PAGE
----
Dr Helen Appleton
My research focuses on pre- and post-conquest English literature. I am completing a monograph, Faith and the Land in Early Medieval England, which examines how saints and relics are imagined as influencing the space around them, both in life and post-mortem, as well as the impact of the population's devotion (or lack thereof) on their environment. Faith and the Land begins by tracing the adaptation of inherited hagiographic models for an English context. The focus then moves to an examination of how the community as a whole was encouraged to modify their behaviour by writers exploiting the importance of agriculture in order to communicate Christian principals. The latter sections of the book present analysis of the implications of established associations between Christian obedience and the security of the land for peoples and nations, which could be imaginatively exploited by writers such as the Beowulf poet. The project has led to an interest in Rogation practice, especially the corpus of Old English Rogation homilies, and in the post-conquest adaptation and appropriation of pre-conquest material.
I am also currently working on the image of King Alfred as English national ‘darling’, guide and font of wisdom in twelfth- and thirteenth-century proverb collections. I am attempting to illuminate the milieu from which these Early Middle English proverb collections emerge, particularly how they relate to the use and reception of the Distichs of Cato in early Medieval England. This work develops from an interest in Early Medieval ideas of knowledge, social health and mental discipline.
My research is interdisciplinary, drawing on historical, theological and art historical perspectives to contribute to our understanding of literature, and culture more broadly. My most recent article is a major piece in Anglo-Saxon England (2020) arguing that the mappa mundi found in British Library, MS Cotton Tiberius B.v is a visual representation of tenth-century Wessex’s expansionist ambitions. Other work includes a substantial article in Review of English Studies (2017) relating landscape description in Beowulf to discourses of land tenure; and a significant study of the twelfth-century poem Durham as propaganda for the cult of Cuthbert, which appeared in JEGP (2016). I have also published on architectural imagery in Middle English, Latin and Anglo-Norman lyric; on the adaptation of Classical and Late Antique poetry in Old English verse; and on metaphor and style in the Lives of St Guthlac. In addition, I recently co-edited a volume, Art and Mysticism: Interfaces in the Medieval and Modern Periods (Routledge, 2018), on art and the ineffable in medieval and medievalist works.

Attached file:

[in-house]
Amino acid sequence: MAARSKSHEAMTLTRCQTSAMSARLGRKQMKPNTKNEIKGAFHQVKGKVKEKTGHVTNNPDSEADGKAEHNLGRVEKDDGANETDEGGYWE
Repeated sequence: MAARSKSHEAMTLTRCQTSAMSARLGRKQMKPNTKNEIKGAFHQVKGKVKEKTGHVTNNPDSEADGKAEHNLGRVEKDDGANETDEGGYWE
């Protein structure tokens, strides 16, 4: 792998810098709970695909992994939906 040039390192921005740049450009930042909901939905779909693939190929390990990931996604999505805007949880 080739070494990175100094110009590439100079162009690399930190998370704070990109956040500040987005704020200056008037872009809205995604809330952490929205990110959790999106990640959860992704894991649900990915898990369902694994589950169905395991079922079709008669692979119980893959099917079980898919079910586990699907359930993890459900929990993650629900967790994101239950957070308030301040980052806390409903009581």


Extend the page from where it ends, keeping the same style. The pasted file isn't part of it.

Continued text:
Together with colleagues in Archaeology, English and History and I coordinate ‘The Early Medieval Britain and Ireland Network’, fostering interdisciplinary scholarly collaboration within Oxford on Early Medieval Insular culture. I am also interested in the reception of and responses to the Psalms across cultures, and organise, with Professor Susan Gillingham (Theology) and Dr Francis Leneghan (English), ‘The Oxford Psalms Network’, an international interdisciplinary research network that arranges public events and performances, as well as fostering scholarly collaboration.
Old English, Middle English, Middle Scots, Old Norse, English Language, Medievalisms
Together with Prof. Sue Gillingham (Theology) and Dr Francis Leneghan (English), I coordinate The Oxford Psalms Network, a TORCH Interdisciplinary Research Network on the Psalms.
I co-organised, together with Dr Louise Nelstrop (Faculty of Theology), the 2016 Mystical Theology Network Conference: 'Art and Articulation: Illuminating the Mystical, Medieval and Modern'. This international conference brought together scholars from a range of disciplines to explore the relationship between word and image.